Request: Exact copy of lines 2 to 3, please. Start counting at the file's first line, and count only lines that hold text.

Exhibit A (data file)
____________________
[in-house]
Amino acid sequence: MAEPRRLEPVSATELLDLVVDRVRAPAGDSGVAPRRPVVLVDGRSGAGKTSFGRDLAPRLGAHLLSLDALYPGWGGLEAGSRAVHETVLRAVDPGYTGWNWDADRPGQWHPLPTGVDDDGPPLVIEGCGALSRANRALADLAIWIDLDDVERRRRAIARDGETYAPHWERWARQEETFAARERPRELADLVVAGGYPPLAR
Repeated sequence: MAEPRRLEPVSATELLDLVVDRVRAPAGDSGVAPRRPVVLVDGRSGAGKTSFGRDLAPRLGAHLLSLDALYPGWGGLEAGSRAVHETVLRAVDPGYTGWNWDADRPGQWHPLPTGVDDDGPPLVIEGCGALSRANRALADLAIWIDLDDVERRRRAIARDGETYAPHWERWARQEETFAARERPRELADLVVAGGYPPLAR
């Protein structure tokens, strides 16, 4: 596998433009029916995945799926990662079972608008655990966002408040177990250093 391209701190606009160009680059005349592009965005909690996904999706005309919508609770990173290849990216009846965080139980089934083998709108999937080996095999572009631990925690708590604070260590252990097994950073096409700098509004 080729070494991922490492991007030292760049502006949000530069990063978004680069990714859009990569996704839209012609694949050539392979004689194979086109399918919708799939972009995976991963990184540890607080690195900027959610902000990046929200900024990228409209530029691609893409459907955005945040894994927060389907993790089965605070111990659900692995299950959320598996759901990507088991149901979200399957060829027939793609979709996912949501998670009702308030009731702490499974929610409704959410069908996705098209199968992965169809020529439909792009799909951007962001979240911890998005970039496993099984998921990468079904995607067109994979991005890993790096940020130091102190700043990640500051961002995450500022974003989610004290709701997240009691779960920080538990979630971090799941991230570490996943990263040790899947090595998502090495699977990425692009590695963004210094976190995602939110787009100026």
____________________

Amino acid sequence: MAEPRRLEPVSATELLDLVVDRVRAPAGDSGVAPRRPVVLVDGRSGAGKTSFGRDLAPRLGAHLLSLDALYPGWGGLEAGSRAVHETVLRAVDPGYTGWNWDADRPGQWHPLPTGVDDDGPPLVIEGCGALSRANRALADLAIWIDLDDVERRRRAIARDGETYAPHWERWARQEETFAARERPRELADLVVAGGYPPLAR
Repeated sequence: MAEPRRLEPVSATELLDLVVDRVRAPAGDSGVAPRRPVVLVDGRSGAGKTSFGRDLAPRLGAHLLSLDALYPGWGGLEAGSRAVHETVLRAVDPGYTGWNWDADRPGQWHPLPTGVDDDGPPLVIEGCGALSRANRALADLAIWIDLDDVERRRRAIARDGETYAPHWERWARQEETFAARERPRELADLVVAGGYPPLAR